A majority of House members now support a bill that would update the woefully antiquated Electronic Communications Privacy Act (ECPA), which specifies standards for law enforcement access to electronic communications. With 218 representatives backing H.R. 1852, the bipartisan “Email Privacy Act,” the House of Representatives should seize the opportunity to pass legislation that takes a meaningful step in addressing concerns that Americans have about law enforcement access to their data.
Updating ECPA with the Email Privacy Act—which establishes a warrant-for-content requirement without carve outs for civil agencies—would bring the law in line with current standard practice based on legal precedence. In 2010, the Sixth Circuit Court of Appeals stated in the U.S. v. Warshak opinion, that the “government may not compel a commercial ISP to turn over the contents of a subscriber’s emails without first obtaining a warrant based on probable cause.” The court further held that the Stored Communications Act (which was enacted as Title II of ECPA) is unconstitutional to the extent that it permits the government to compel such disclosure without a warrant.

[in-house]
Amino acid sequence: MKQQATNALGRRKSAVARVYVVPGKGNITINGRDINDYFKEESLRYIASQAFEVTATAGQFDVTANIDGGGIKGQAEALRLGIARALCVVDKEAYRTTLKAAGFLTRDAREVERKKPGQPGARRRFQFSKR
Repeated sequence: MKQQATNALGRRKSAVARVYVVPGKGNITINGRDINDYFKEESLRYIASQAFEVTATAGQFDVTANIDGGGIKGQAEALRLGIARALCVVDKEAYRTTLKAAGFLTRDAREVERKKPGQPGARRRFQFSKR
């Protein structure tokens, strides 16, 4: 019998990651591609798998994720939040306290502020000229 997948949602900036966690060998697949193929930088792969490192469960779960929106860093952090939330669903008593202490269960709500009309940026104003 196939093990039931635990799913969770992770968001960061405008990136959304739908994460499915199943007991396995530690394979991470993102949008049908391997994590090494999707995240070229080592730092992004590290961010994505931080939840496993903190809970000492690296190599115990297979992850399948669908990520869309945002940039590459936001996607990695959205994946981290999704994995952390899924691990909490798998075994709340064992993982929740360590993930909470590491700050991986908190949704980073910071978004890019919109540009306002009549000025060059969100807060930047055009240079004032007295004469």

House action would be an important development in the critical task of reforming ECPA. We stand ready to work with members of the House to pass meaningful ECPA reform this year.